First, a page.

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1.
Sci Rep ; 9(1): 14440, 2019 10 08.
Artigo em Inglês | MEDLINE | ID: mdl-31595003

RESUMO

Changes in the retinal size of stationary objects provide a cue to the observer's motion in the environment: Increases indicate the observer's forward motion, and decreases backward motion. In this study, a series of images each comprising a pair of pine-tree figures were translated into auditory modality using sensory substitution software. Resulting auditory stimuli were presented in an ascending sequence (i.e. increasing in intensity and bandwidth compatible with forward motion), descending sequence (i.e. decreasing in intensity and bandwidth compatible with backward motion), or in a scrambled order. During the presentation of stimuli, blindfolded participants estimated the lengths of wooden sticks by haptics. Results showed that those exposed to the stimuli compatible with forward motion underestimated the lengths of the sticks. This consistent underestimation may share some aspects with visual size-contrast effects such as the Ebbinghaus illusion. In contrast, participants in the other two conditions did not show such magnitude of error in size estimation; which is consistent with the "adaptive perceptual bias" towards acoustic increases in intensity and bandwidth. In sum, we report a novel cross-modal size-contrast illusion, which reveals that auditory motion cues compatible with listeners' forward motion modulate haptic representations of object size.

2.
Iperception ; 10(4): 2041669519856906, 2019.
Artigo em Inglês | MEDLINE | ID: mdl-31384414

RESUMO

Reversed apparent motion (or reversed phi) can be seen during a continuous dissolve between a positive and a spatially shifted negative version of the same image. Similar reversed effects can be seen in stereo when positive and spatially shifted negative images are presented separately to the two eyes or in a Vernier alignment task when the two images are juxtaposed one above the other. Gregory and Heard reported similar effects that they called "phenomenal phenomena." Here, we investigate the similarities between these different effects and put forward a simple, spatial-smoothing explanation that can account for both the direction and magnitude of the reversed effects in the motion, stereo and Vernier domains. In addition, we consider whether the striking motion effects seen when viewing Kitaoka's colour-dependent Fraser-Wilcox figures are related to the reversed phi illusion, given the similarity of the luminance profiles.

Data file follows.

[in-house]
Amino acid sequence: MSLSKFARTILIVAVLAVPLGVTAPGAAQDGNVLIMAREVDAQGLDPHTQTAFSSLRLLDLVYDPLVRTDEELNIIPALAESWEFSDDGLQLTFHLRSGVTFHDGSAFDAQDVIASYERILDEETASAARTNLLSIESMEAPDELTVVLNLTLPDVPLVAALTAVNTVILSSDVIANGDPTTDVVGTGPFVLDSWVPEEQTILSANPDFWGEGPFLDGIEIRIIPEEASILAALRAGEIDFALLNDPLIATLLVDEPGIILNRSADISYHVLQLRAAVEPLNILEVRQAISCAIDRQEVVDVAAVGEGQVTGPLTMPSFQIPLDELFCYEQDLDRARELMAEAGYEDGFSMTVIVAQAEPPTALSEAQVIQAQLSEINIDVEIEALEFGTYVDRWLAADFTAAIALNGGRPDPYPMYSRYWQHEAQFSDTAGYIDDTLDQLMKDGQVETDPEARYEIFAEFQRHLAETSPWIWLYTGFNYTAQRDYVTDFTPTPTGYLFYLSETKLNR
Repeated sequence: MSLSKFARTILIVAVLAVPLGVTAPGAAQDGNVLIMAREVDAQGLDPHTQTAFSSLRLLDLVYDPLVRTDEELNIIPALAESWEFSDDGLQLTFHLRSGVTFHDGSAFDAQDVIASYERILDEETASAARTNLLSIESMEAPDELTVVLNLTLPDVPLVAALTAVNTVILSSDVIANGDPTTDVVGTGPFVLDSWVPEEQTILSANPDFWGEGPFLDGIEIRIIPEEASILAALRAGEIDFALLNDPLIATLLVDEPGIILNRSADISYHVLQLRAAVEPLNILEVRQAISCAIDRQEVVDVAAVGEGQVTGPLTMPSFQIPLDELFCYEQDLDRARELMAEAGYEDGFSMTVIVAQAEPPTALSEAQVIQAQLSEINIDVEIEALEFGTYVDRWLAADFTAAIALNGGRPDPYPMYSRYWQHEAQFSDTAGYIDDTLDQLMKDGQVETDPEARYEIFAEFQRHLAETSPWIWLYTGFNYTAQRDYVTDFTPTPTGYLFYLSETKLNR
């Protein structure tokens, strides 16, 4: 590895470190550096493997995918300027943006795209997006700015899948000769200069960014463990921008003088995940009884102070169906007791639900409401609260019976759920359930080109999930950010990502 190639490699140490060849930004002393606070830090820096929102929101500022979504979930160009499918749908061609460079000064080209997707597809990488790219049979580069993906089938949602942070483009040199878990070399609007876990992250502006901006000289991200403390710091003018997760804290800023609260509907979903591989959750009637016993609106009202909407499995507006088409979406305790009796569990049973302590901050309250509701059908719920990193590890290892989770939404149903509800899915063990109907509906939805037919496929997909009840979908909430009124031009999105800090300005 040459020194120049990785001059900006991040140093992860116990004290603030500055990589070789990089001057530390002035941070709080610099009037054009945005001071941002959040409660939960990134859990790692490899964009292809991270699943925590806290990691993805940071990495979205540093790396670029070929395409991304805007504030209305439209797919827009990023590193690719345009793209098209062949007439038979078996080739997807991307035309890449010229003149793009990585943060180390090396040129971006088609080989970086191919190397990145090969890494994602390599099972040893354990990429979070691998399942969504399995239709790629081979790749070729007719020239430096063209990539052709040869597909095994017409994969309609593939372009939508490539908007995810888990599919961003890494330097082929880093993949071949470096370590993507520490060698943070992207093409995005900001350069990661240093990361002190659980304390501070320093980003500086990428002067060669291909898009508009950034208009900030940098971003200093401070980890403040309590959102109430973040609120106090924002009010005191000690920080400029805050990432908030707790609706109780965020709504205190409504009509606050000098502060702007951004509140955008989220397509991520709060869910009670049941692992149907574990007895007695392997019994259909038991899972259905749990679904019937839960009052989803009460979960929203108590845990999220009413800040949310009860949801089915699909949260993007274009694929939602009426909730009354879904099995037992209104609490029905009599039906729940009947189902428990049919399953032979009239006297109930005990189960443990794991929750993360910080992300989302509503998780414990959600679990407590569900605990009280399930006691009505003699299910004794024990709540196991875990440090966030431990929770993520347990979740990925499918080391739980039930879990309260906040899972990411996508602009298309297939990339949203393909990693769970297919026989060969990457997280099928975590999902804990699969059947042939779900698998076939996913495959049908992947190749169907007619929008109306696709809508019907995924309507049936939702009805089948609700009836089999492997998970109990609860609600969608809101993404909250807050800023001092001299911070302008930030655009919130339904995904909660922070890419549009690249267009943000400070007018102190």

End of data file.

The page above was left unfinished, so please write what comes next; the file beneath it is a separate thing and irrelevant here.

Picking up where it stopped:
3.
Iperception ; 9(3): 2041669518776986, 2018.
Artigo em Inglês | MEDLINE | ID: mdl-29854378

RESUMO

We compare two versions of two known phenomena, the Curvature blindness and the Kite mesh illusions, to highlight how similar manipulations lead to blindness to curvature and blindness to illusory curvature, respectively. The critical factor is a change in luminance polarity; this factor interferes with the computation of curvature along the contour, for both real and illusory curvature.

4.
Front Psychol ; 9: 345, 2018.
Artigo em Inglês | MEDLINE | ID: mdl-29599739

RESUMO

The cerebral cortex predicts visual motion to adapt human behavior to surrounding objects moving in real time. Although the underlying mechanisms are still unknown, predictive coding is one of the leading theories. Predictive coding assumes that the brain's internal models (which are acquired through learning) predict the visual world at all times and that errors between the prediction and the actual sensory input further refine the internal models. In the past year, deep neural networks based on predictive coding were reported for a video prediction machine called PredNet. If the theory substantially reproduces the visual information processing of the cerebral cortex, then PredNet can be expected to represent the human visual perception of motion. In this study, PredNet was trained with natural scene videos of the self-motion of the viewer, and the motion prediction ability of the obtained computer model was verified using unlearned videos. We found that the computer model accurately predicted the magnitude and direction of motion of a rotating propeller in unlearned videos. Surprisingly, it also represented the rotational motion for illusion images that were not moving physically, much like human visual perception. While the trained network accurately reproduced the direction of illusory rotation, it did not detect motion components in negative control pictures wherein people do not perceive illusory motion. This research supports the exciting idea that the mechanism assumed by the predictive coding theory is one of basis of motion illusion generation. Using sensory illusions as indicators of human perception, deep neural networks are expected to contribute significantly to the development of brain research.